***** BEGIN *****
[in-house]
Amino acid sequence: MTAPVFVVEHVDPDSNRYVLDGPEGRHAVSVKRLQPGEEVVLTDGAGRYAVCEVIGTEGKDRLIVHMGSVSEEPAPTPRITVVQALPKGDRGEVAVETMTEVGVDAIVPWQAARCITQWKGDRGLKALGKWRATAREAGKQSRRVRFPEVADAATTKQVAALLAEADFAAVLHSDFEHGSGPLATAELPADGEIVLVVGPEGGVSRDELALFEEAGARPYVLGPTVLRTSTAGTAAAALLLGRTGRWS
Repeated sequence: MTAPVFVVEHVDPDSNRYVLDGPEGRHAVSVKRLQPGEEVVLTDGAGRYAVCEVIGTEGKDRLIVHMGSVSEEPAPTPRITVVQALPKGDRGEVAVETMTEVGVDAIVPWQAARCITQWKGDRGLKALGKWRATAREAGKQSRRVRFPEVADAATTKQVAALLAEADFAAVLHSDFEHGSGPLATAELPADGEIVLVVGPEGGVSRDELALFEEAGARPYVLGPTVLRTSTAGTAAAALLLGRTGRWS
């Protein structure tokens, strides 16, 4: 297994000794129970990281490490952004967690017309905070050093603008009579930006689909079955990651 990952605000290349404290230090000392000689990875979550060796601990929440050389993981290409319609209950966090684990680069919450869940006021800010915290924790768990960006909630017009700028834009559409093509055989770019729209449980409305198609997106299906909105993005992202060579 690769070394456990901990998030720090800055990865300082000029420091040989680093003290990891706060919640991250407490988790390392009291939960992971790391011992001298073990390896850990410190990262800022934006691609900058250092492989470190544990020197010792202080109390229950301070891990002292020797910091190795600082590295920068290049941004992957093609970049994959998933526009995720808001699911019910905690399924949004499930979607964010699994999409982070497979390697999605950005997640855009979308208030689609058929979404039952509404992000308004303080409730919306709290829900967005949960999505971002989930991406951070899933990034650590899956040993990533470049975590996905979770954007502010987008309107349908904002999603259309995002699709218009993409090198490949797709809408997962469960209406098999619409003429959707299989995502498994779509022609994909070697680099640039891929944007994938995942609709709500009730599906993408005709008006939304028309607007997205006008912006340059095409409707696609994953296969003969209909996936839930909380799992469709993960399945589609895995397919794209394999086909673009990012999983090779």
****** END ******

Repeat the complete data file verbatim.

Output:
[in-house]
Amino acid sequence: MTAPVFVVEHVDPDSNRYVLDGPEGRHAVSVKRLQPGEEVVLTDGAGRYAVCEVIGTEGKDRLIVHMGSVSEEPAPTPRITVVQALPKGDRGEVAVETMTEVGVDAIVPWQAARCITQWKGDRGLKALGKWRATAREAGKQSRRVRFPEVADAATTKQVAALLAEADFAAVLHSDFEHGSGPLATAELPADGEIVLVVGPEGGVSRDELALFEEAGARPYVLGPTVLRTSTAGTAAAALLLGRTGRWS
Repeated sequence: MTAPVFVVEHVDPDSNRYVLDGPEGRHAVSVKRLQPGEEVVLTDGAGRYAVCEVIGTEGKDRLIVHMGSVSEEPAPTPRITVVQALPKGDRGEVAVETMTEVGVDAIVPWQAARCITQWKGDRGLKALGKWRATAREAGKQSRRVRFPEVADAATTKQVAALLAEADFAAVLHSDFEHGSGPLATAELPADGEIVLVVGPEGGVSRDELALFEEAGARPYVLGPTVLRTSTAGTAAAALLLGRTGRWS
């Protein structure tokens, strides 16, 4: 297994000794129970990281490490952004967690017309905070050093603008009579930006689909079955990651 990952605000290349404290230090000392000689990875979550060796601990929440050389993981290409319609209950966090684990680069919450869940006021800010915290924790768990960006909630017009700028834009559409093509055989770019729209449980409305198609997106299906909105993005992202060579 690769070394456990901990998030720090800055990865300082000029420091040989680093003290990891706060919640991250407490988790390392009291939960992971790391011992001298073990390896850990410190990262800022934006691609900058250092492989470190544990020197010792202080109390229950301070891990002292020797910091190795600082590295920068290049941004992957093609970049994959998933526009995720808001699911019910905690399924949004499930979607964010699994999409982070497979390697999605950005997640855009979308208030689609058929979404039952509404992000308004303080409730919306709290829900967005949960999505971002989930991406951070899933990034650590899956040993990533470049975590996905979770954007502010987008309107349908904002999603259309995002699709218009993409090198490949797709809408997962469960209406098999619409003429959707299989995502498994779509022609994909070697680099640039891929944007994938995942609709709500009730599906993408005709008006939304028309607007997205006008912006340059095409409707696609994953296969003969209909996936839930909380799992469709993960399945589609895995397919794209394999086909673009990012999983090779």